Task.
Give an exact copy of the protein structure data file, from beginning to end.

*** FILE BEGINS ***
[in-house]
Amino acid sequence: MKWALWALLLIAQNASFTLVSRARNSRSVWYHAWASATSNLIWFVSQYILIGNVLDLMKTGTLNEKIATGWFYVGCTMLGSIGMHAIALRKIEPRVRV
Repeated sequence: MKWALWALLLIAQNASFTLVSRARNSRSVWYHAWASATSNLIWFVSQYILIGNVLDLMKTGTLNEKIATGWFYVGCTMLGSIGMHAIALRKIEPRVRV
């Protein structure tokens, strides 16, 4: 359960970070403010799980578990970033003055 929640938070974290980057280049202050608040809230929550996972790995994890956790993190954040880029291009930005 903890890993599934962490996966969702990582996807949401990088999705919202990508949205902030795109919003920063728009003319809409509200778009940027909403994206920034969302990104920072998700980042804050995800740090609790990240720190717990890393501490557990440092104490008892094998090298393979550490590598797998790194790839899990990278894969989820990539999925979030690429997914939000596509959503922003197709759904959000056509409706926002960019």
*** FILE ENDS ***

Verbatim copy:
[in-house]
Amino acid sequence: MKWALWALLLIAQNASFTLVSRARNSRSVWYHAWASATSNLIWFVSQYILIGNVLDLMKTGTLNEKIATGWFYVGCTMLGSIGMHAIALRKIEPRVRV
Repeated sequence: MKWALWALLLIAQNASFTLVSRARNSRSVWYHAWASATSNLIWFVSQYILIGNVLDLMKTGTLNEKIATGWFYVGCTMLGSIGMHAIALRKIEPRVRV
């Protein structure tokens, strides 16, 4: 359960970070403010799980578990970033003055 929640938070974290980057280049202050608040809230929550996972790995994890956790993190954040880029291009930005 903890890993599934962490996966969702990582996807949401990088999705919202990508949205902030795109919003920063728009003319809409509200778009940027909403994206920034969302990104920072998700980042804050995800740090609790990240720190717990890393501490557990440092104490008892094998090298393979550490590598797998790194790839899990990278894969989820990539999925979030690429997914939000596509959503922003197709759904959000056509409706926002960019």